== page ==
Pervis Atkins, Aggie football All-American, dies

Pervis Atkins, who was an All-America running back on the last New Mexico State football teams to go to a bowl game, is shown during a visit to Albuquerque in 2008. He died on Friday at the age of 82. (Roberto E. Rosales/Journal file)

Pervis Atkins, a first-team All-American running back on the last New Mexico State team to play in a bowl game, has died in the Los Angeles area.

Atkins’ death at age 82 on early Friday morning was confirmed by Albuquerque’s Charlie Rogers, a longtime close friend and former schoolmate, and Atkins’ family. No details on the death were announced, but Atkins was known to be dealing with dementia and its related symptoms in recent years, and he had resided in an assisted living facility.

Pervis Atkins is shown in a publicity photo prior to his 1960 season with the New Mexico State Aggies. Atkins was a first-team All-American that year and the Aggies went 11-0. (New Mexico State photo)

Atkins was elected to the College Football Hall of Fame in 2009. He had played professionally with the Oakland Raiders, Los Angeles Rams and Washington Redskins, then went into the motion pictures business as an actor and producer.

Atkins played on the 1960 Aggies team that finished 11-0 and defeated Utah State 20-13 in the 1960 Sun Bowl. A seemingly interminable postseason drought that began that day when he and his New Mexico State teammates walked off the field at the Sun Bowl in El Paso ends next Friday. Two days short of 57 years later, it’s when the 2017 Aggies will play in the Arizona Bowl — also against Utah State.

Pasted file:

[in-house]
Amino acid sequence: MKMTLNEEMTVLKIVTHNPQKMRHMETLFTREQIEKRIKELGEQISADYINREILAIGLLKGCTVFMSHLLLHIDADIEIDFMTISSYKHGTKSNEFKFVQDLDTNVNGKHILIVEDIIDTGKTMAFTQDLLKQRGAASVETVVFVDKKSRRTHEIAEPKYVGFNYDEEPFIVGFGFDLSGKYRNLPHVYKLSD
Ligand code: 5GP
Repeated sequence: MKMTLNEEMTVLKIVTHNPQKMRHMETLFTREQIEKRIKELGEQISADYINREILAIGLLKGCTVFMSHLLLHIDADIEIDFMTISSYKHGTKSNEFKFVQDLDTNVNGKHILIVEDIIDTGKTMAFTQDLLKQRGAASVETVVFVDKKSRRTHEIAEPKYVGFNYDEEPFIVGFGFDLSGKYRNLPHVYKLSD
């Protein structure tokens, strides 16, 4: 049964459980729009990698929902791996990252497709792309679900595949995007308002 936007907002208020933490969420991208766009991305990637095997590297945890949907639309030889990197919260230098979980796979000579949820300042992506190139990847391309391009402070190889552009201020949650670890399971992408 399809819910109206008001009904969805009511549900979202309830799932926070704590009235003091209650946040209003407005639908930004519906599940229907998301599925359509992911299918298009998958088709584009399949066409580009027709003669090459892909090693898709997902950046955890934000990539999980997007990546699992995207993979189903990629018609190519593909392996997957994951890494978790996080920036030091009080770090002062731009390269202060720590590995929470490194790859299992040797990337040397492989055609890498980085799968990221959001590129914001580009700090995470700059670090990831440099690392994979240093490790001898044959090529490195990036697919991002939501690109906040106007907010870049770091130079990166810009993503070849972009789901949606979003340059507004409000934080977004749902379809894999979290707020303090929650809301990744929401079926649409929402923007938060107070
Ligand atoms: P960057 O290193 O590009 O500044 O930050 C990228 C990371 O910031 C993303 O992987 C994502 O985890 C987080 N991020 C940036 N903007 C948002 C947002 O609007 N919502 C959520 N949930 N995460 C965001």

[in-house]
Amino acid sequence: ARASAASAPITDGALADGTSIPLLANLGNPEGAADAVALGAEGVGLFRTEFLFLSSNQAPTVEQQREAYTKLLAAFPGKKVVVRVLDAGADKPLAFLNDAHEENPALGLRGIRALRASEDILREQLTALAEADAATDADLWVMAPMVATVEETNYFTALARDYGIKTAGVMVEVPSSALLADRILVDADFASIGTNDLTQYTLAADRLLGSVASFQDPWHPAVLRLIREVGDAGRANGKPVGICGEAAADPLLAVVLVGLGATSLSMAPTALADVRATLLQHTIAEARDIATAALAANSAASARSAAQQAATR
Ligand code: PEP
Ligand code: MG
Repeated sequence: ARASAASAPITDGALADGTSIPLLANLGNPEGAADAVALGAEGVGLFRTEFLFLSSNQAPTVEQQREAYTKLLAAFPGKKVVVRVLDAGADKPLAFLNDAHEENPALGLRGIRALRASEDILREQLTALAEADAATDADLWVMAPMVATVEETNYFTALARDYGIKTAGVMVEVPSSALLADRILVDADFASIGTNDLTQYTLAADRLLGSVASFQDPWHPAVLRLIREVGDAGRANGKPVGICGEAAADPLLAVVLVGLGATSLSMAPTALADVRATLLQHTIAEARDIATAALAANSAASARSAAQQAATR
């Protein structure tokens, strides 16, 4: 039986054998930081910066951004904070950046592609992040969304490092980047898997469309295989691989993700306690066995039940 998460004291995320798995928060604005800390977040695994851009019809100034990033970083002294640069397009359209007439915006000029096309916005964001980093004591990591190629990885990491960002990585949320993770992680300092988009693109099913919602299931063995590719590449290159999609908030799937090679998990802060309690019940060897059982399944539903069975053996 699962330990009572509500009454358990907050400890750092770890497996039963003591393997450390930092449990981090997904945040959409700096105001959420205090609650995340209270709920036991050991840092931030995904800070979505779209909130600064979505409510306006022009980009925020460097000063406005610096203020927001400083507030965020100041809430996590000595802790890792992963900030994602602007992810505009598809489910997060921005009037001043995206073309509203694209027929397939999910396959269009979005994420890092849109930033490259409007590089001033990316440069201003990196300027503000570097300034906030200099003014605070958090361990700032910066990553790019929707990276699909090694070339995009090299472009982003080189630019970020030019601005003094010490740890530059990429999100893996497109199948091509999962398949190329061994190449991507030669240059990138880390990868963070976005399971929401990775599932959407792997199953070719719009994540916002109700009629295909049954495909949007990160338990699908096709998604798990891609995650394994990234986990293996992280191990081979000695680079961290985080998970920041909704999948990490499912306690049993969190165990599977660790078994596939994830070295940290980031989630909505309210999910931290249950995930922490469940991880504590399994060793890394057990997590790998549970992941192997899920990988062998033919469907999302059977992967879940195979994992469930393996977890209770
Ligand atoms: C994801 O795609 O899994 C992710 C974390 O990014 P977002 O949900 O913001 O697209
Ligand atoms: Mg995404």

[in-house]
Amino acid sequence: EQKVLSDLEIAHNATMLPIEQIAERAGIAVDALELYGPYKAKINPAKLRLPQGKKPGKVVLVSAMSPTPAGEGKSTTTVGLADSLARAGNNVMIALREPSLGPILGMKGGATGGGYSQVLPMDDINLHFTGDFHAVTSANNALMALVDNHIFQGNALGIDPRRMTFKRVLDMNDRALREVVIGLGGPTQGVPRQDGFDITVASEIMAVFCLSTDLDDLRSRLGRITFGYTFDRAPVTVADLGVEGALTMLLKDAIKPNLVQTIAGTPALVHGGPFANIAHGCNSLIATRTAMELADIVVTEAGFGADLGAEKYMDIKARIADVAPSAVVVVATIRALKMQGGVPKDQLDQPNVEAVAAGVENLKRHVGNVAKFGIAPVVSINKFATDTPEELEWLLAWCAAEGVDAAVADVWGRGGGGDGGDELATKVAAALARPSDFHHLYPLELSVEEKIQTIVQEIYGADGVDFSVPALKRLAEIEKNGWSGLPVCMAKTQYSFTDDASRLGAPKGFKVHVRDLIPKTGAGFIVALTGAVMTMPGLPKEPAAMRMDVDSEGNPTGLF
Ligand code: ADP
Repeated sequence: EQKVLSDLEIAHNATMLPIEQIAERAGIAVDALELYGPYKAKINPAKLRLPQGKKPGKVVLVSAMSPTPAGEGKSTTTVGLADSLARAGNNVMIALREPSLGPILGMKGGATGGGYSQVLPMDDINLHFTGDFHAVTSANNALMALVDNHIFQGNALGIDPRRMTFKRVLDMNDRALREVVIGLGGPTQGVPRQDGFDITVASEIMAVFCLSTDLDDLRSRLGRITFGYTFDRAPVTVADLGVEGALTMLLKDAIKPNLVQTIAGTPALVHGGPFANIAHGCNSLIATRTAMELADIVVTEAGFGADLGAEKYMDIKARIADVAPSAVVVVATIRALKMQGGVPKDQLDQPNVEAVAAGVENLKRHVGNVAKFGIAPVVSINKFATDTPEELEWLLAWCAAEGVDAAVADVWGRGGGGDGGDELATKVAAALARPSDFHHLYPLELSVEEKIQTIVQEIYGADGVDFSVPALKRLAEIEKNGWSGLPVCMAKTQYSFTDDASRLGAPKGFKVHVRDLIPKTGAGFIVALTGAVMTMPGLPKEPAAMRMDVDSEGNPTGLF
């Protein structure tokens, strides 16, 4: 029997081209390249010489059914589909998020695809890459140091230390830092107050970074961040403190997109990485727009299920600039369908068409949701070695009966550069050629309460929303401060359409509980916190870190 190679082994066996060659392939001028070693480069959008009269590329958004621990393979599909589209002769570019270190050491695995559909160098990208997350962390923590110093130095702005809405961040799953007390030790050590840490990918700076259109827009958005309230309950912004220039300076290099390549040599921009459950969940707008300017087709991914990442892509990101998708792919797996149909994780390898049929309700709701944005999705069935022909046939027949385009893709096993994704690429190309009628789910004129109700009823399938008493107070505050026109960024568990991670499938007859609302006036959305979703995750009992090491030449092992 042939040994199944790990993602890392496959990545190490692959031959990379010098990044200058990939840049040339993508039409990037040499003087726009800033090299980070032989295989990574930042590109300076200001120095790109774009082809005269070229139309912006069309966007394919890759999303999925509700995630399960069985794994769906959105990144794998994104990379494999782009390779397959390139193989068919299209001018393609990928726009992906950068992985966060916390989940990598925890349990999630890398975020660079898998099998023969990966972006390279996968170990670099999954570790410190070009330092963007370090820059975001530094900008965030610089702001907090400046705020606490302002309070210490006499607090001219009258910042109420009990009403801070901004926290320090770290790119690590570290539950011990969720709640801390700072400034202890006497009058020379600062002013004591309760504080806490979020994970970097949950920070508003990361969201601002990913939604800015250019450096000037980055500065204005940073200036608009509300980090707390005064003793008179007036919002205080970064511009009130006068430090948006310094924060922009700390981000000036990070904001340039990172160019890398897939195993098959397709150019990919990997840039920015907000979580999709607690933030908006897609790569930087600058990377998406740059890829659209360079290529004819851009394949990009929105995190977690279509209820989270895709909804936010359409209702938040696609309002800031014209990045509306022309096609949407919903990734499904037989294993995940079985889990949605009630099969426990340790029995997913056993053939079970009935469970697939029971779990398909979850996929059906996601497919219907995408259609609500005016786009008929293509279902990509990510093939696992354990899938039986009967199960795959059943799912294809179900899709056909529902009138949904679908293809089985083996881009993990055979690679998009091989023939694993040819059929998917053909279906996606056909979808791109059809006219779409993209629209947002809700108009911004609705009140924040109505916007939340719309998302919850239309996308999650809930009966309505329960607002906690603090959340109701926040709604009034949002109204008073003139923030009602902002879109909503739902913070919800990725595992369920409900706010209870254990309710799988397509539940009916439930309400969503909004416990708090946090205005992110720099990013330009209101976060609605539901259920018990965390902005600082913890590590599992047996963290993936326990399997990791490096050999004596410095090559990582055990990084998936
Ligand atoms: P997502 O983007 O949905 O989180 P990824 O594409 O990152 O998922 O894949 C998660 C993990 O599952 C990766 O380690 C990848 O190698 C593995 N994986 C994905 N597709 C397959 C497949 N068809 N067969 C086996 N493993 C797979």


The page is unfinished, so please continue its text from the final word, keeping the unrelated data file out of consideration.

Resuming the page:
Services are scheduled for 1 p.m. on Thursday at the North Hollywood Baptist Church (11210 Otsego St., North Hollywood, Calif.). The body will be cremated and there will be no graveside service. The family requests that in lieu of flowers, contributions should go to the Pervis Atkins Endowment Scholarship at the NMSU Foundation.

The Las Cruces Sun-News reports that NMSU plans to honor Atkins during their bowl appearance the next day.

The 1960 Aggies were the subject of a Sports Illustrated cover story famously (at least in Las Cruces) titled “The Team The Pros Watch” because of all the pro prospects that found their way to Las Cruces.

Atkins gets much of the credit for coining the term “Magic in the Desert” to describe the 1960 NMSU team. That also became the title of a book co-written by Rogers and three other classmates at NMSU.

Born in Ruston, La., and having grown up in Oakland, Calif., Atkins, a veteran of the U.S. Marines, played for the Aggies from 1958-1960. His first exposure to Las Cruces and the school came on a recruiting visit with Bob Gaiters, a much more heralded high school star from Ohio. Their night’s stay was in converted Army barracks moved on campus to help house an influx of students. At night, cows were let loose to roam right outside. They mooed all night, left their manure as calling cards for those walking out in the morning, and “boy, did it stink,” Atkins laughed in a 2008 interview with the Journal. “I said, ‘We can’t stay here.'”

But they did, and Atkins, who had been timed in the 100-yard dash in 9.7 seconds, thrived. In 1959, his 7.5 yards per carry, 107 points and 17.7 yards per punt return all led the nation. His 8.1 yards per carry for a career remains a school record, as does his career punt return average (15.1) and single-season punt return average (21.8 in 1960). He remains the lone NMSU football player to achieve first-team All-America status.

In 2009, New Mexico State retired Atkins’ No. 27 jersey, though the school symbolically “unretired” the number for Garrey Carruthers when Carruthers became the school’s 27th president.

Following his retirement from football, Atkins’ acting career included a recurring role in the 1970s TV series “Delvecchio,” starring Judd Hirsch. Atkins also appeared in the original “The Longest Yard” movie in 1974 and had roles in “Police Woman,” “The Six Million Dollar Man” and “Rich Man, Poor Man, Book II,” among other jobs.

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